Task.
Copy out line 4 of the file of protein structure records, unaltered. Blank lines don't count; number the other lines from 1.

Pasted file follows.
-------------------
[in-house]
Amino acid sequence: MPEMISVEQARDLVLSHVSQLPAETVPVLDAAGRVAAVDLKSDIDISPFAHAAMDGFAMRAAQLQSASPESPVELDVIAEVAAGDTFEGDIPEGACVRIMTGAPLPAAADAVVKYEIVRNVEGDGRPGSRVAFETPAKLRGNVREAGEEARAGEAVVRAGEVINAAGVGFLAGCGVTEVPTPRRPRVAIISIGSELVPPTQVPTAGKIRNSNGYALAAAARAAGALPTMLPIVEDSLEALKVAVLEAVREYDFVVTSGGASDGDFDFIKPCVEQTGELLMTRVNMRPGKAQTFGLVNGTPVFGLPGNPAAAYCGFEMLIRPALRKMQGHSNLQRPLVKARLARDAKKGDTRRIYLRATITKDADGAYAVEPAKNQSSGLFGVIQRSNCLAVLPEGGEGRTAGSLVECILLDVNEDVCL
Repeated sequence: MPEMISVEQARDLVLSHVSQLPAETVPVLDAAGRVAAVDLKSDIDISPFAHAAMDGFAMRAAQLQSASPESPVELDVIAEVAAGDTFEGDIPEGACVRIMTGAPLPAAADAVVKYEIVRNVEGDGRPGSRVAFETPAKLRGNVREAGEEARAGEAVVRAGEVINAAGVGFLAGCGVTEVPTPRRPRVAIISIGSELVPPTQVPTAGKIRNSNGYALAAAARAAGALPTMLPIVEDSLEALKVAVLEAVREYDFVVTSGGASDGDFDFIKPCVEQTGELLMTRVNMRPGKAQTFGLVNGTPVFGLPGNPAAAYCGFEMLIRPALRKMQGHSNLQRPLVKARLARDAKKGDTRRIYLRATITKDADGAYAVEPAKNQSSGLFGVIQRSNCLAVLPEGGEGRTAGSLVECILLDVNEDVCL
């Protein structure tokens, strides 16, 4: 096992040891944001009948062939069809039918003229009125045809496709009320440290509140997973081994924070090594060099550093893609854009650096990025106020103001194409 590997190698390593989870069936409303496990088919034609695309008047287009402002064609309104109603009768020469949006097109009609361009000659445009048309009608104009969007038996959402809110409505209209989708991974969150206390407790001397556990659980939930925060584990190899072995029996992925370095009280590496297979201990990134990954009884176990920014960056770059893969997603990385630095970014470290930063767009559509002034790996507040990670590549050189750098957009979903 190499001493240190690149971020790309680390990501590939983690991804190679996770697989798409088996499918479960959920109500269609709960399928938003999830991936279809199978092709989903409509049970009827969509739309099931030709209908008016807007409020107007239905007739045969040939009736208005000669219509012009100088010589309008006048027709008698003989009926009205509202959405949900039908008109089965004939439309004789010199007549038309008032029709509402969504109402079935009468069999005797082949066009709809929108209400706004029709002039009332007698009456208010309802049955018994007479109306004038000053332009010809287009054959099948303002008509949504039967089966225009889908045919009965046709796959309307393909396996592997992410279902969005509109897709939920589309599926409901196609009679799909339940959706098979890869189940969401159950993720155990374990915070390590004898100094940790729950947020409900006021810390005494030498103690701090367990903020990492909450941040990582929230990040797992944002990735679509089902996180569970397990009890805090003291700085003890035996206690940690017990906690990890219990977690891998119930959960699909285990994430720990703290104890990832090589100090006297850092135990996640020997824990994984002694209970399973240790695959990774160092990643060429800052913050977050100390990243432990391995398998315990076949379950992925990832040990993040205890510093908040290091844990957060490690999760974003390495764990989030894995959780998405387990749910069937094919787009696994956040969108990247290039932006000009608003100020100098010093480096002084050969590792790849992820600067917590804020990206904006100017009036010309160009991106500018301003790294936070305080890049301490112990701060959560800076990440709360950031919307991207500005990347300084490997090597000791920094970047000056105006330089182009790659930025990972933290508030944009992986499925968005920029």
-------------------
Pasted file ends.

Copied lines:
């Protein structure tokens, strides 16, 4: 096992040891944001009948062939069809039918003229009125045809496709009320440290509140997973081994924070090594060099550093893609854009650096990025106020103001194409 590997190698390593989870069936409303496990088919034609695309008047287009402002064609309104109603009768020469949006097109009609361009000659445009048309009608104009969007038996959402809110409505209209989708991974969150206390407790001397556990659980939930925060584990190899072995029996992925370095009280590496297979201990990134990954009884176990920014960056770059893969997603990385630095970014470290930063767009559509002034790996507040990670590549050189750098957009979903 190499001493240190690149971020790309680390990501590939983690991804190679996770697989798409088996499918479960959920109500269609709960399928938003999830991936279809199978092709989903409509049970009827969509739309099931030709209908008016807007409020107007239905007739045969040939009736208005000669219509012009100088010589309008006048027709008698003989009926009205509202959405949900039908008109089965004939439309004789010199007549038309008032029709509402969504109402079935009468069999005797082949066009709809929108209400706004029709002039009332007698009456208010309802049955018994007479109306004038000053332009010809287009054959099948303002008509949504039967089966225009889908045919009965046709796959309307393909396996592997992410279902969005509109897709939920589309599926409901196609009679799909339940959706098979890869189940969401159950993720155990374990915070390590004898100094940790729950947020409900006021810390005494030498103690701090367990903020990492909450941040990582929230990040797992944002990735679509089902996180569970397990009890805090003291700085003890035996206690940690017990906690990890219990977690891998119930959960699909285990994430720990703290104890990832090589100090006297850092135990996640020997824990994984002694209970399973240790695959990774160092990643060429800052913050977050100390990243432990391995398998315990076949379950992925990832040990993040205890510093908040290091844990957060490690999760974003390495764990989030894995959780998405387990749910069937094919787009696994956040969108990247290039932006000009608003100020100098010093480096002084050969590792790849992820600067917590804020990206904006100017009036010309160009991106500018301003790294936070305080890049301490112990701060959560800076990440709360950031919307991207500005990347300084490997090597000791920094970047000056105006330089182009790659930025990972933290508030944009992986499925968005920029």